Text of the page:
The myth of mass panic re: The War of the Worlds was promulgated right from the jump. In spite of having a rather small audience, and even fewer of that small number being fooled so badly they went into panic, the media ran with a sensationalised story.
During the Depression, newspapers lost a lot of popularity as radio came to the fore (similar to how TV caused the popularity of movies to sink in the Fifties). Thus, journalists seized on the chance to paint radio as unreliable, untrustworthy, and irresponsible.
The very day afterwards, Halloween 1938, many newspapers began running fake stories about this panic that never was, and taking radio officials to task for letting this show air.
Following these early phony stories, a growing number of people began claiming they listened to the show, when they’d done no such thing. Soon, popular mythology had it that most of America was listening that fateful night.
The night of the broadcast, the C.E. Hooper ratings service phoned 5,000 households for a survey. A mere 2% gave responses indicating they were listening to Mercury Theatre. Hence, the other 98% were listening to something else, or nothing. Many were tuned in to the hugely popular Chase and Sanborn Hour on NBC.
While it’s impossible to ascertain how many people switched stations when the first musical interlude on C&S began, it certainly wasn’t millions, as the mythology claims.
Several important CBS affiliates pre-empted Mercury Theatre for local programming. The day after, CBS commissioned a national survey, and discovered most people never heard it. Those who did understood it was a dark Halloween prank.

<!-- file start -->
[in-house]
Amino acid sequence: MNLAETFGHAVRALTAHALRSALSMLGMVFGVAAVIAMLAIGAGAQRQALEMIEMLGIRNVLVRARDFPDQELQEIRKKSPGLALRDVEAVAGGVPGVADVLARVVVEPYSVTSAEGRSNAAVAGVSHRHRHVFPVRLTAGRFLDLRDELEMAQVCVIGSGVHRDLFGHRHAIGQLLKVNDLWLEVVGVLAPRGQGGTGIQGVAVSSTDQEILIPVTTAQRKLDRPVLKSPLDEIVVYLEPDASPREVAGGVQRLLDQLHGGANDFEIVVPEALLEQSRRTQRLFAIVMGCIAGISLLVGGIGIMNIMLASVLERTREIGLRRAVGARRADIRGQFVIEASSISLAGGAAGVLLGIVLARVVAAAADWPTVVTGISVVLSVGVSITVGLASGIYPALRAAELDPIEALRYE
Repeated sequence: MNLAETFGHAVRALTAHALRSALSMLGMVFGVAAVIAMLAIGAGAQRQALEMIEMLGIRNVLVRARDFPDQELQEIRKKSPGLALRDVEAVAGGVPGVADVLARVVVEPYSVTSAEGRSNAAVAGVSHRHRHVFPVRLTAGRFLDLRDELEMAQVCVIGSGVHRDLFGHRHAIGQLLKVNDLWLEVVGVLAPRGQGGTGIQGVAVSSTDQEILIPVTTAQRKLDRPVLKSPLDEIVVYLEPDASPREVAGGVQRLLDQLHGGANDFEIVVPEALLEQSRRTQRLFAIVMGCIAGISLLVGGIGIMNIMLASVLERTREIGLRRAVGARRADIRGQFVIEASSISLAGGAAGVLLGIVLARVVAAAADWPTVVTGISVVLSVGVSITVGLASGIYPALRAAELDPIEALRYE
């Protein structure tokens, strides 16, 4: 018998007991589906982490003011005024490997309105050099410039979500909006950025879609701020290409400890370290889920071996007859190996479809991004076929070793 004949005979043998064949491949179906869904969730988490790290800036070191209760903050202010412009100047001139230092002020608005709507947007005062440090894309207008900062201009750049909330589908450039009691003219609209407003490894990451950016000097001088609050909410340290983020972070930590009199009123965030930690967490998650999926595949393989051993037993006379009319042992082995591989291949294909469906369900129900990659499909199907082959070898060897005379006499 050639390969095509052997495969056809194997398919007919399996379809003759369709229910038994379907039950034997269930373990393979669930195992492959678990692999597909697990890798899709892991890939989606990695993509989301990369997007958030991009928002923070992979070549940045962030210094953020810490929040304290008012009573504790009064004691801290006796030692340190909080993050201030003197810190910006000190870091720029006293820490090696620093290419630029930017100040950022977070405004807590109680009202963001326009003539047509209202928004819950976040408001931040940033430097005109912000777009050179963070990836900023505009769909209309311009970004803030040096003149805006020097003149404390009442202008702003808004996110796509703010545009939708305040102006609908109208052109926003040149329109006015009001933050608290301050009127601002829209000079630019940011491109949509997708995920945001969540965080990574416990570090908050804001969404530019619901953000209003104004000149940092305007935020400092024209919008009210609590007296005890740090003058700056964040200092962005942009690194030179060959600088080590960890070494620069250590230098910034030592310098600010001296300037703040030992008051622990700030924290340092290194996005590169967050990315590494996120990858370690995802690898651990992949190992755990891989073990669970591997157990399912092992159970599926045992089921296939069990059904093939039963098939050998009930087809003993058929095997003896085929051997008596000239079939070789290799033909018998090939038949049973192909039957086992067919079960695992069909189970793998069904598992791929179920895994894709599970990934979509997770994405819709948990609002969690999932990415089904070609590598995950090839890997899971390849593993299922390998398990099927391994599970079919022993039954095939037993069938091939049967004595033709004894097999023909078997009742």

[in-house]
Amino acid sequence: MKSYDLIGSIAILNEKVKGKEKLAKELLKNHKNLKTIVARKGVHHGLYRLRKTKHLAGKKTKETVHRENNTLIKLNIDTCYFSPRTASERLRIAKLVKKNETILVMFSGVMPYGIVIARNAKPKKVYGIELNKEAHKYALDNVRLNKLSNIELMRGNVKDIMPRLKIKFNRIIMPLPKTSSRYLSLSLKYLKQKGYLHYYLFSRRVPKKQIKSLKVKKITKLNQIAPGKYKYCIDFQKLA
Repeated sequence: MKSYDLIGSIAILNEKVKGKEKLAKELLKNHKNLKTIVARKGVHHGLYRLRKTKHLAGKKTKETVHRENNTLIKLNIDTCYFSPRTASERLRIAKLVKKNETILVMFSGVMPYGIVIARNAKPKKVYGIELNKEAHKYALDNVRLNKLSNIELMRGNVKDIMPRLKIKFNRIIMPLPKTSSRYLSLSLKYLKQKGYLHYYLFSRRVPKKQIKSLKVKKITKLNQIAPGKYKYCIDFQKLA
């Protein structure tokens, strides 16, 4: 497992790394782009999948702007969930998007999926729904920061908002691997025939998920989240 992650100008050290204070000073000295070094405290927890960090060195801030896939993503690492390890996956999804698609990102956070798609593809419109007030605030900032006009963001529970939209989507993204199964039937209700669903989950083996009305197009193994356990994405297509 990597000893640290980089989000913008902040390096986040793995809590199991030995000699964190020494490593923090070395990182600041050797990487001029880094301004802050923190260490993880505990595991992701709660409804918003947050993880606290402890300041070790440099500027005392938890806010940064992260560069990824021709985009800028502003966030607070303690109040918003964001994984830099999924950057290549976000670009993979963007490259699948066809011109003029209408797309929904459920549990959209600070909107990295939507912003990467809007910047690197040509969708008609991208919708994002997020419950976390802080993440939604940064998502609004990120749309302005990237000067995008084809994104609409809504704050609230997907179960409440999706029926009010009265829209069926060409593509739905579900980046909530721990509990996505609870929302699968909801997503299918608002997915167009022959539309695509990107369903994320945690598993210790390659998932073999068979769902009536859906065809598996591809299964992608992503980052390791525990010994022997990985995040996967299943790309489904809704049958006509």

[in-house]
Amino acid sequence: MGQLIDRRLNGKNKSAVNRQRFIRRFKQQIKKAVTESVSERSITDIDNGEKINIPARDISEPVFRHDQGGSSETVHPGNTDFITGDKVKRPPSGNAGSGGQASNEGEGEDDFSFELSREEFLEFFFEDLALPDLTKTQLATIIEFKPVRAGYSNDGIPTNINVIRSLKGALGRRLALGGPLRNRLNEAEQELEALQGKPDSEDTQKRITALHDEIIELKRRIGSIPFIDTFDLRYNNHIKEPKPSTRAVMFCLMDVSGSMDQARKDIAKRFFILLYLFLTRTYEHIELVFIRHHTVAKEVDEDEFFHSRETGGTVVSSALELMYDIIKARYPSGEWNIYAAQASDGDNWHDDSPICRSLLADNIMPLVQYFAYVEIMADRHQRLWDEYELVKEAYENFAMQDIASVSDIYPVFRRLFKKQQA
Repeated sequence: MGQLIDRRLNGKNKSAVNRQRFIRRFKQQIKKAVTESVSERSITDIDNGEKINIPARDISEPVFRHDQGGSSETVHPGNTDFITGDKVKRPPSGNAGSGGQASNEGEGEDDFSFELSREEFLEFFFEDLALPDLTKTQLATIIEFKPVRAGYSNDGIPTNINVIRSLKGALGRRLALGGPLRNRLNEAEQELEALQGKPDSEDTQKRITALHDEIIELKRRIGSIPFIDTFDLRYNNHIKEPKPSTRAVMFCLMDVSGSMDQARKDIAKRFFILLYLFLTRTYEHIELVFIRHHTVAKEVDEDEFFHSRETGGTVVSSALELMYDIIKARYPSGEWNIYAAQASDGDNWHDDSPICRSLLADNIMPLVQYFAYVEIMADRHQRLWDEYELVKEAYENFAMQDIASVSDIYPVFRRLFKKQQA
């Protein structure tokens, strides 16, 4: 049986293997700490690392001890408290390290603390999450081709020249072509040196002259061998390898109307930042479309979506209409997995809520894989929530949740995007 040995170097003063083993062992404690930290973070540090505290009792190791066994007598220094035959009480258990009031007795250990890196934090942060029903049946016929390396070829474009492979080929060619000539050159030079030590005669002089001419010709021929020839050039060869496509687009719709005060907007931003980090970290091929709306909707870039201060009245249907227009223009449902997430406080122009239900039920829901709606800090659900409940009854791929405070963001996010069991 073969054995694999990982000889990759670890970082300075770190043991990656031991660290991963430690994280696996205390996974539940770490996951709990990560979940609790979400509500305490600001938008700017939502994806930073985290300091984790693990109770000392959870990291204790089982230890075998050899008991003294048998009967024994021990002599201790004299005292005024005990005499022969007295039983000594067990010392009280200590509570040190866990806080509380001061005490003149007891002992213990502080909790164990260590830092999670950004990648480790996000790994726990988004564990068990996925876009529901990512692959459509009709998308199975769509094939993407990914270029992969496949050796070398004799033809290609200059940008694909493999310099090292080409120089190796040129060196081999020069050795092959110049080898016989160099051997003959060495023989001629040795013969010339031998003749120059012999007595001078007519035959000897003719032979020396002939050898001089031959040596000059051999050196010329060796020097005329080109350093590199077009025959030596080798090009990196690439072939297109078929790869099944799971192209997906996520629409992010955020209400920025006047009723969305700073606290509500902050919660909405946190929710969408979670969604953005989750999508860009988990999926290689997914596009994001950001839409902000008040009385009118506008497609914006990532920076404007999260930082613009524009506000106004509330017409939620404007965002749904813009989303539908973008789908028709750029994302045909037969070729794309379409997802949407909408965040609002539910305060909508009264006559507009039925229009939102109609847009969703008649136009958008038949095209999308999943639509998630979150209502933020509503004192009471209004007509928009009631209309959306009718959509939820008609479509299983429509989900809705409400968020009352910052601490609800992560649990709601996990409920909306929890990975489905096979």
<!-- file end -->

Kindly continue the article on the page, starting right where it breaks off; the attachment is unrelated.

Additionally, it was listed in radio guides for the week, day, and month! People who read those magazines and newspaper sections knew what would be on tap.
Six weeks later, the American Institute of Public Opinion issued a report claiming about a million people were frightened by the show. In 1940, Prof. Hadley Cantril of Princeton published a summary of the findings, The Invasion from Mars (which is still in print). He claimed 6,000,000 people tuned in, and that 1.7 million believed it was legit.
Cantril himself admitted the findings were heavily skewed and biased, since they primarily came from NY and NJ (the states the Martians attacked), and AIPO offered an audience rating “over 100 percent higher than any other known measure of this audience.”
Cantril also had a very élitist attitude towards people who weren’t highly-educated and from at least a middle-class background (i.e., a good portion of Americans at the time). Finally, he conflated descriptors like frightened, excited, and disturbed with a state of panic. Many people in the late Thirties felt frightened and excited by radio dramas.
Orson Welles telling reporters no one in his theatre company thought their show would cause mass panic, Halloween 1938
All the rumours spread in the wake of the broadcast turned out to be 100% false. There were no suicides, panic-related deaths, hospital treatments for shock, calls to join the military because of the show, car crashes, riots, fleeing crowds. A single listener tried to sue CBS for $50,000, claiming they caused nervous shock, but her lawsuit was quickly thrown out.
Many of the people who believed the story was legit thought the invaders were really Nazis. Welles tapped into very real fears about the threat of war and fascism. This was also an era where authority figures were overwhelmingly, automatically, unquestioningly believed.
In 2003, the show was one of the first 50 additions to the National Recording Registry of the Library of Congress.